Pirates’ chorus

From a short school play

We sing of sunken treasure-ships in coral-girt lagoons,
And ancient casquets burst with weight of ducats and dubloons,
Great galleons and argosies of ingots from Peru,
And the secret of El Dorado that a vanished people knew.

To sack the tinkling mule-trains from the Gulf of Panama,
With their saddle-bags of silver delved in mountain mines afar,
To rake the stately galleons, the masts aflame with flags,
And ballasted below with golden dollar-bits in bags.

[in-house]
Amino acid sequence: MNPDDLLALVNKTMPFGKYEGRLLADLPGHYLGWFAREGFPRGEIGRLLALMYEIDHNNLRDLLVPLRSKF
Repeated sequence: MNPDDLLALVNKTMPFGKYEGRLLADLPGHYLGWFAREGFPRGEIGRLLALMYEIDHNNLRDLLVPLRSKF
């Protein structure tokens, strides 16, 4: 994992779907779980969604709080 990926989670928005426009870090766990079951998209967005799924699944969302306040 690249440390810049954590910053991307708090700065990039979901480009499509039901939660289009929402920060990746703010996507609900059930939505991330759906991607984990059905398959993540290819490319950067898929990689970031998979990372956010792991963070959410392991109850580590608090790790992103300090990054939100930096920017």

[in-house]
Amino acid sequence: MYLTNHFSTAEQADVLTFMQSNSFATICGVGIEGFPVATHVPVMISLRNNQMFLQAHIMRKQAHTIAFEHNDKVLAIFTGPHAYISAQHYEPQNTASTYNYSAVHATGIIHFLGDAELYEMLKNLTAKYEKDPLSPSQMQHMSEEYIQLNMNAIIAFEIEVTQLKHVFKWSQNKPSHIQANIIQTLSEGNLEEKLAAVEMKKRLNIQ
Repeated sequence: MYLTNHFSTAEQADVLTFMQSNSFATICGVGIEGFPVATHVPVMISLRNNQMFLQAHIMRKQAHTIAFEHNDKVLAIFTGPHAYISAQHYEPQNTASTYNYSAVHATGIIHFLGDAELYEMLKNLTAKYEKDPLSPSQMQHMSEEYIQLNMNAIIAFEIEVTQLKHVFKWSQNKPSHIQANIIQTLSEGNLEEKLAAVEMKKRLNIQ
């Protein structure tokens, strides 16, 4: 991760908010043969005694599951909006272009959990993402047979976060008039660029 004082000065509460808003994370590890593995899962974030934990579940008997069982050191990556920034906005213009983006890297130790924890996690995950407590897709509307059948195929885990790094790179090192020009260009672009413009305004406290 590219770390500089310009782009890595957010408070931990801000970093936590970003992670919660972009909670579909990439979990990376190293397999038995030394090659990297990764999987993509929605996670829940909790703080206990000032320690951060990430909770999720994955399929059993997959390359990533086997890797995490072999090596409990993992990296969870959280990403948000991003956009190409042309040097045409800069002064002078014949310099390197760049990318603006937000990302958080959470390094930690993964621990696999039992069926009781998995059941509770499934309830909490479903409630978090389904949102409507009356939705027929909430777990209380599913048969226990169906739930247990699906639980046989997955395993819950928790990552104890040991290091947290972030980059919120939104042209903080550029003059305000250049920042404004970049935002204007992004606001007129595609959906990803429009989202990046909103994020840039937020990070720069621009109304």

O the Dons in Cartagena and the French in Martinique!
And death to those who waver, and gold for those who seek;
To hazard stakes with fortune and to cheat her once again,
And after that a haven close beside the Spanish Main.

We wander, free as sea-birds, to lands no sea-bird knows,
Where palm-trees stand all leafy green amid the winter snows,
And strange ungodly sights and wonders fright the straining eyes;
But always we are sailormen and children of the skies

School poems